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  • Anthony Easton at MacLean's writes in defense of Nickelback, one of Canada's most popular bands if not a critical darling.

  • Also in MacLean's, Stephanie Carvin notes that the new foreign and military policies announced by the Canadian government could still fall short.

  • Bloomberg View's Stephen L. Carter considers the idea of the just war through the lens of Wonder Woman.

  • Nuclear energy, it seems, will be India's answer to global warming in the era of Trump.

  • Qataris, Bloomberg notes, are trying to deal with their island country's state of siege.

  • Airbus may pull its production plants from the United Kingdom unless the country keeps single market access.

  • Refugees, Lynne Olson notes at National Geographic, helped save the United Kingdom during the Second World War.

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I went with a friend to catch Wonder Woman yesterday, and I left impressed. This film caught my attention, with excellent plotting and filming and a star-making turn from Gal Gadot. I can easily believe it capable of supporting the future DC cinematic universe, though I hope it will not have to do so alone.

The song that played over the closing credit was Sia and Labrinth's "To Be Human". This song, all about the limits to love that we know in our world, was a good choice.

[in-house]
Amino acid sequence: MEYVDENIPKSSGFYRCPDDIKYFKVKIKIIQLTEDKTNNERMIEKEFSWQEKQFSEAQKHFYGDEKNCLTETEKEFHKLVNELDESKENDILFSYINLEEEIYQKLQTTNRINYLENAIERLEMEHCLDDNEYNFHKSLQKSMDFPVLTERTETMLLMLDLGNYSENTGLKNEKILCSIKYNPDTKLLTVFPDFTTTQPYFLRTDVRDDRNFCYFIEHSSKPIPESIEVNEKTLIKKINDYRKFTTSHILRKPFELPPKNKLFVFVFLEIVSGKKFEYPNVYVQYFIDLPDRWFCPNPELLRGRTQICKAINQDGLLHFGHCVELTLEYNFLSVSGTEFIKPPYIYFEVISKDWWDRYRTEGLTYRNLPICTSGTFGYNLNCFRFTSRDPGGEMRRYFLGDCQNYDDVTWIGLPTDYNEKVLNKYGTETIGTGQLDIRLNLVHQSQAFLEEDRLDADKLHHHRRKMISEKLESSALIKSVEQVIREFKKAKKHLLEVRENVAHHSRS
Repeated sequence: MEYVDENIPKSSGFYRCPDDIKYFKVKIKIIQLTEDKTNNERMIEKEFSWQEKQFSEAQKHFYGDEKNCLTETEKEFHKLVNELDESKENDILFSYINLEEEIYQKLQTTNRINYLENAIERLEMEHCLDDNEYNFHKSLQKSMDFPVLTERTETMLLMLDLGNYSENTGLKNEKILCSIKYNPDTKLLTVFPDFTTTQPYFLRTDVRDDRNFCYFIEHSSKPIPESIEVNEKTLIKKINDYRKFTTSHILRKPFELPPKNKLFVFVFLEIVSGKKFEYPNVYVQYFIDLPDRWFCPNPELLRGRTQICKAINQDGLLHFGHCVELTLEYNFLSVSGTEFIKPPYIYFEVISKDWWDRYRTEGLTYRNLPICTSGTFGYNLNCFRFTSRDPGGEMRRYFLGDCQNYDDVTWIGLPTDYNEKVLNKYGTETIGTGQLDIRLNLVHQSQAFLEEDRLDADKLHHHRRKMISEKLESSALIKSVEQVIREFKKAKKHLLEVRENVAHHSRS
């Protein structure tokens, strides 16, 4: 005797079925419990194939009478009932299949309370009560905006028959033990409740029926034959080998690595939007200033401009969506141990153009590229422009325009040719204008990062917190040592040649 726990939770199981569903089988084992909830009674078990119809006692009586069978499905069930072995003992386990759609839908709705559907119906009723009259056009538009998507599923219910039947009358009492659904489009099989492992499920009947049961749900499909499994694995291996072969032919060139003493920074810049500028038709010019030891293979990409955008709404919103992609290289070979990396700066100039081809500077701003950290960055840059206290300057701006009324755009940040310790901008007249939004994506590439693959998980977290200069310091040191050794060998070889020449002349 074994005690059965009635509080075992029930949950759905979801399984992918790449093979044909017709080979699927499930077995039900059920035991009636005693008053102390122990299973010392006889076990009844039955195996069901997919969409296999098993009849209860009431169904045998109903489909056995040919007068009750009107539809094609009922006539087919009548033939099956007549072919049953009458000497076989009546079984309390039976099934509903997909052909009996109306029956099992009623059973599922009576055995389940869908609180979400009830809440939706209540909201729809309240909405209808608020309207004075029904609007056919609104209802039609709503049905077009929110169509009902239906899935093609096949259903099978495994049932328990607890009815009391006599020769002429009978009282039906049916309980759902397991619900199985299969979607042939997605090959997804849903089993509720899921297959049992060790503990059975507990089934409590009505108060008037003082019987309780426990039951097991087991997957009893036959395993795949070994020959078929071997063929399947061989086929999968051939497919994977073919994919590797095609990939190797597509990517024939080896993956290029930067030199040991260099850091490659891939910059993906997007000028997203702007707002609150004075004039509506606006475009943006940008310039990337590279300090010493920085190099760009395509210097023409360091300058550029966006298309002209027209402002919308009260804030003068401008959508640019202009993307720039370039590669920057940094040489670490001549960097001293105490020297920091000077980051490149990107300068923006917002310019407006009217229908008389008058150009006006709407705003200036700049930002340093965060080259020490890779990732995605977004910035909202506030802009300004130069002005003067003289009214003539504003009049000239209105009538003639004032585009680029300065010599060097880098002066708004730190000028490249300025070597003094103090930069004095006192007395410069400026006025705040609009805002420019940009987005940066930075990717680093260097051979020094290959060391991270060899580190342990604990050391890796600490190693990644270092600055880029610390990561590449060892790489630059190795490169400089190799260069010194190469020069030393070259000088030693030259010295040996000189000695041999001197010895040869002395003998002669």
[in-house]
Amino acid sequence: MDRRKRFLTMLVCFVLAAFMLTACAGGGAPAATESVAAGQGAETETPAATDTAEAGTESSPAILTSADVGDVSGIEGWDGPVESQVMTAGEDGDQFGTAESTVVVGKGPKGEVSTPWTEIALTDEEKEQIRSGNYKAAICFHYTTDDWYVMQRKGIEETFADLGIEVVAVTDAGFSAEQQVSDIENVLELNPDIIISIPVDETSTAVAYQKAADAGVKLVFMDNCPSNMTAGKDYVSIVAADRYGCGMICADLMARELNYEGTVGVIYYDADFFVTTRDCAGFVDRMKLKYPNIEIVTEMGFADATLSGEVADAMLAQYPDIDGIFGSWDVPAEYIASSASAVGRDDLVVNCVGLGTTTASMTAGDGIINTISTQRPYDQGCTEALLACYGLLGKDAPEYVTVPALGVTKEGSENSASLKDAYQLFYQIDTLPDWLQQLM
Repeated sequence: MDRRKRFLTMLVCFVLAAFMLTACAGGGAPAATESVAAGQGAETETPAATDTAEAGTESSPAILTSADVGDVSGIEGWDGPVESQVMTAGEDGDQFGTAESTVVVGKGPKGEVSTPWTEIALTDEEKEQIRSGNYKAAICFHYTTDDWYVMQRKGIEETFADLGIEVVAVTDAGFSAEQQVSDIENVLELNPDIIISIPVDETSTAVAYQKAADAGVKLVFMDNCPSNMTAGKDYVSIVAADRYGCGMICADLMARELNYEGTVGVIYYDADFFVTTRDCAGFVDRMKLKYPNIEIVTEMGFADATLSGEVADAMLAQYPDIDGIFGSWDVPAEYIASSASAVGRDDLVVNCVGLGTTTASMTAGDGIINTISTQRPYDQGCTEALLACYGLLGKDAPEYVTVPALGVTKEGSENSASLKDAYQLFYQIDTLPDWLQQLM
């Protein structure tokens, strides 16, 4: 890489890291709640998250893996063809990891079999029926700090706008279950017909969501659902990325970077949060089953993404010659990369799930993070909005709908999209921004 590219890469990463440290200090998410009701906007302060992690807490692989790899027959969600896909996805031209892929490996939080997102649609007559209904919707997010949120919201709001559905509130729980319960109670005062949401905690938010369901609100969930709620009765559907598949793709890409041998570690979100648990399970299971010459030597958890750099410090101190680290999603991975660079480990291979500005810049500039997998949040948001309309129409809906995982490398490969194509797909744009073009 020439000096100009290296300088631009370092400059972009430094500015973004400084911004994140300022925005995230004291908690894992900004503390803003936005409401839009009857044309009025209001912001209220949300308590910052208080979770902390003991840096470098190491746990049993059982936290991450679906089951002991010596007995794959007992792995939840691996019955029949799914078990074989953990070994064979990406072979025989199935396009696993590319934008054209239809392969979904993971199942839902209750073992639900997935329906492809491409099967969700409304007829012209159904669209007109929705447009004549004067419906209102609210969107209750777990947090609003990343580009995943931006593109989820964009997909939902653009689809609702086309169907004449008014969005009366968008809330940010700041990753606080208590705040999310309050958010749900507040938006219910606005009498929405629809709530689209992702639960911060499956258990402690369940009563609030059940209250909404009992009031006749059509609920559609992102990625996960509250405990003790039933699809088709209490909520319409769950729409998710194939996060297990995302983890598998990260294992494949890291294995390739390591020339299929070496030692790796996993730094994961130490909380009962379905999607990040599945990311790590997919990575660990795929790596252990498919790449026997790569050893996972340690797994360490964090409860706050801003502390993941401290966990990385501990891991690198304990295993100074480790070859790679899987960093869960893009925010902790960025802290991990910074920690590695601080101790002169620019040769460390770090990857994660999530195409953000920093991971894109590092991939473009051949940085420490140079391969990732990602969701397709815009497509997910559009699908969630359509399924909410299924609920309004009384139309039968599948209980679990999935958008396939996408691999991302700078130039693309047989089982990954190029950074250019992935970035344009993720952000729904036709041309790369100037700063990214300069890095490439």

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Writing in the aftermath of the Manchester attack, The Guardian's Alexis Petridis writes about how his understanding of the pop music concert changed when he saw the impact that it had on his daughter. It points the young child to the possibility of an exciting adult future.

There was more to the magic than infectious enthusiasm. I have spent a not-insignificant proportion of my working life at pop gigs in arenas filled with kids and teenagers, usually in a state of mild bemusement. I have seen shows I thought were abysmal and shows I thought were impressively slick. I have seen artists treat their audience with something bordering on contempt (there is something incredibly galling about watching a singer who can’t even be bothered to pretend to mime) and artists who genuinely left me open-mouthed (Miley Cyrus, following her decision to abandon her squeaky-clean Disney image for something deliberately provocative). I could make an informed, objective critical judgment about them, but I never fully understood them, never really grasped what they were for, never really got what was going on in the audience, until I saw one through my daughter’s eyes.

It wasn’t just that she was overawed by the spectacle, although she was: stuff I took for granted – lasers, pyrotechnics, confetti cannons, all the usual bells and whistles of a big pop show – were a constant source of overwhelming sensory overload. Nor was it the way her lack of cynicism made me reconsider my own feelings, although that happened too. I have always been deeply suspicious of the kind of rhetoric that modern pop surrounds itself with: all that platitudinous “just be yourself”, “if you dream it you can do it” stuff. But my daughter took it all at face value and I ended up thinking: Well, there’s certainly worse messages you can send out to kids.